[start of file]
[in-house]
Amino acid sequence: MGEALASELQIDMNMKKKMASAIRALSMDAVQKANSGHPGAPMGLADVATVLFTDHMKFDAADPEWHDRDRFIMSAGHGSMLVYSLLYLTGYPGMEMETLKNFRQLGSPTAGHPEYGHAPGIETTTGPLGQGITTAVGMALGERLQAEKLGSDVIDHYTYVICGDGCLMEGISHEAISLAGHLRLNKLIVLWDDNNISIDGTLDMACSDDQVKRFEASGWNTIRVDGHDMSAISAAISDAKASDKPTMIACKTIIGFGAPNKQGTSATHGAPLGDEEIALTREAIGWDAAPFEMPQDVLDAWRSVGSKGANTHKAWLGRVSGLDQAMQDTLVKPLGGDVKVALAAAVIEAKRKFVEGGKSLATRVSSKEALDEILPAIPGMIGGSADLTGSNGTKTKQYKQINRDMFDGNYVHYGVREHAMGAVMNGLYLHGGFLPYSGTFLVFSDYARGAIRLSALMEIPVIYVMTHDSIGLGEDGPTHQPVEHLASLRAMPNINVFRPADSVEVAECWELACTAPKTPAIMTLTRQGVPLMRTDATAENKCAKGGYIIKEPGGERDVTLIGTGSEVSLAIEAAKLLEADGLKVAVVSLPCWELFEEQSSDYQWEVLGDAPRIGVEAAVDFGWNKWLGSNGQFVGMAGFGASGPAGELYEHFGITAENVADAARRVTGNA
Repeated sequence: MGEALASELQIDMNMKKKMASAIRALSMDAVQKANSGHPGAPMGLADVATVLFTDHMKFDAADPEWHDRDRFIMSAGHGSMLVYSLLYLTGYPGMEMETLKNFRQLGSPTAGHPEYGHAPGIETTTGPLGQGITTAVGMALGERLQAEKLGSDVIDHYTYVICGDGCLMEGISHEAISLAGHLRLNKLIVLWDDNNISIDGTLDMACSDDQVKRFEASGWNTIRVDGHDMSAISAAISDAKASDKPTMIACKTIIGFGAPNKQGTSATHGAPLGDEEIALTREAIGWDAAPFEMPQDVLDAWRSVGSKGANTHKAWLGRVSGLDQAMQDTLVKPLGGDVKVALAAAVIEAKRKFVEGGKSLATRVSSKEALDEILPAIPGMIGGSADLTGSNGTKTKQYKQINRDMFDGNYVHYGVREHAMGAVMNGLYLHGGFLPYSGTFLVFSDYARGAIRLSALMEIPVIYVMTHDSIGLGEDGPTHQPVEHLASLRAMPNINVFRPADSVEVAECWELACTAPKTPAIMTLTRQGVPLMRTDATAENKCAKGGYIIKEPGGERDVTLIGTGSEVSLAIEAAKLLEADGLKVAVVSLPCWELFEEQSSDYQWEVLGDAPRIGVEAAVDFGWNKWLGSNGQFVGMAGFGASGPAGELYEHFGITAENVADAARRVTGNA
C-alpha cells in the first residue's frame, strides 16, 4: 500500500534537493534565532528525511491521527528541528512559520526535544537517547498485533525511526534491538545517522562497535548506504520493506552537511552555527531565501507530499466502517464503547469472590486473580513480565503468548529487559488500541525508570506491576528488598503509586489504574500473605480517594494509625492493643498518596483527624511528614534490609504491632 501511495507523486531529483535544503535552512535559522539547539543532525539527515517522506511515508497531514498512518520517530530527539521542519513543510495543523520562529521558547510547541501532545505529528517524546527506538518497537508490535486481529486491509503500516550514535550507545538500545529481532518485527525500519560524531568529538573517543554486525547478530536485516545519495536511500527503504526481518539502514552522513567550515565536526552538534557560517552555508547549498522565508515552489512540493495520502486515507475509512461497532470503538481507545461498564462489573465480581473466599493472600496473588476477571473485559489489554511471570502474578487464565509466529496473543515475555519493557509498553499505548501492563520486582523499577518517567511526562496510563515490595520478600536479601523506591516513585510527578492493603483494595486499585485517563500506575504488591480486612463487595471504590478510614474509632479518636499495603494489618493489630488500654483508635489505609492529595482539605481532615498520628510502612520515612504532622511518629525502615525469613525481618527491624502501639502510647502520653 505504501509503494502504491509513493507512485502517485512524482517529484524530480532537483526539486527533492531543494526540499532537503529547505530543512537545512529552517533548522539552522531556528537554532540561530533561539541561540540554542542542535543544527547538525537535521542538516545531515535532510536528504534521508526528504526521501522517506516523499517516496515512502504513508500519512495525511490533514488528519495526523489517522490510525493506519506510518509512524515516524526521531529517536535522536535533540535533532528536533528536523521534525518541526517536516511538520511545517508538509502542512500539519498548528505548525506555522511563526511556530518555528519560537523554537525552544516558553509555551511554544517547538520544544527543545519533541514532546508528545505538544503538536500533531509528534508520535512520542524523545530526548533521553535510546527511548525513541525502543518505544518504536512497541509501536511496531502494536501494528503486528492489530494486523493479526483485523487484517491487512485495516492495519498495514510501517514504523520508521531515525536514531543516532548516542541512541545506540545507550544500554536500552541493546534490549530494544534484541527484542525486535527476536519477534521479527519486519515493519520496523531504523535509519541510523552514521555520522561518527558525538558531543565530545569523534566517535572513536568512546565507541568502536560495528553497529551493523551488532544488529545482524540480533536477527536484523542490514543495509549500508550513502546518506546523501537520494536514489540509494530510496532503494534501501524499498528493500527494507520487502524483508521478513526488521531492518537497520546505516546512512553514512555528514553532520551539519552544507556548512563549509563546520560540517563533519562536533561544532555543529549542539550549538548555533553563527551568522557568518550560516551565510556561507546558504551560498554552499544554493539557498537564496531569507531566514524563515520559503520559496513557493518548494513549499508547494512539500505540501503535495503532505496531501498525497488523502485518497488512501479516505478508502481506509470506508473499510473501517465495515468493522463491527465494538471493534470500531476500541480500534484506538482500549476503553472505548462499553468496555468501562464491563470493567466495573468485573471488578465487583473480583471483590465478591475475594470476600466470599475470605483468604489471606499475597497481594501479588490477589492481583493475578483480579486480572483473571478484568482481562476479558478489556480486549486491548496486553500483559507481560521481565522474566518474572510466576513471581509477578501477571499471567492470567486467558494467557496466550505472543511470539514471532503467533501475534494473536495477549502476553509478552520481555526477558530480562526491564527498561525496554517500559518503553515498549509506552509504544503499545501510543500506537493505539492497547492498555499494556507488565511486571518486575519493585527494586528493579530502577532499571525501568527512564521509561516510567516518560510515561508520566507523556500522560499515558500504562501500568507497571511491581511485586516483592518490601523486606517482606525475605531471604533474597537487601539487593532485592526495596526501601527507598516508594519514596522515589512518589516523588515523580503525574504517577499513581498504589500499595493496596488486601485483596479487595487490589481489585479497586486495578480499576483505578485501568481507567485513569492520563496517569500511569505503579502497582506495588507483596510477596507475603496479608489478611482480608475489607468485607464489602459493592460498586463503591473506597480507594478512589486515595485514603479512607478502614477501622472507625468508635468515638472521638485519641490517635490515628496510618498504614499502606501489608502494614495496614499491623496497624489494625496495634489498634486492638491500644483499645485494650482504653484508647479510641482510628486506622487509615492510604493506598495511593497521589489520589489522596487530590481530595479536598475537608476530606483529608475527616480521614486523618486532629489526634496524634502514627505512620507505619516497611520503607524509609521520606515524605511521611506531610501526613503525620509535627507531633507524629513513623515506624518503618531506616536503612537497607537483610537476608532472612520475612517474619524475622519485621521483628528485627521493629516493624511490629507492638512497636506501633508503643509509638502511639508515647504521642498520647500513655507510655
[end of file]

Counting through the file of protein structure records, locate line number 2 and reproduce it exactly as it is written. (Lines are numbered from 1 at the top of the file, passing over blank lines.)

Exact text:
Amino acid sequence: MGEALASELQIDMNMKKKMASAIRALSMDAVQKANSGHPGAPMGLADVATVLFTDHMKFDAADPEWHDRDRFIMSAGHGSMLVYSLLYLTGYPGMEMETLKNFRQLGSPTAGHPEYGHAPGIETTTGPLGQGITTAVGMALGERLQAEKLGSDVIDHYTYVICGDGCLMEGISHEAISLAGHLRLNKLIVLWDDNNISIDGTLDMACSDDQVKRFEASGWNTIRVDGHDMSAISAAISDAKASDKPTMIACKTIIGFGAPNKQGTSATHGAPLGDEEIALTREAIGWDAAPFEMPQDVLDAWRSVGSKGANTHKAWLGRVSGLDQAMQDTLVKPLGGDVKVALAAAVIEAKRKFVEGGKSLATRVSSKEALDEILPAIPGMIGGSADLTGSNGTKTKQYKQINRDMFDGNYVHYGVREHAMGAVMNGLYLHGGFLPYSGTFLVFSDYARGAIRLSALMEIPVIYVMTHDSIGLGEDGPTHQPVEHLASLRAMPNINVFRPADSVEVAECWELACTAPKTPAIMTLTRQGVPLMRTDATAENKCAKGGYIIKEPGGERDVTLIGTGSEVSLAIEAAKLLEADGLKVAVVSLPCWELFEEQSSDYQWEVLGDAPRIGVEAAVDFGWNKWLGSNGQFVGMAGFGASGPAGELYEHFGITAENVADAARRVTGNA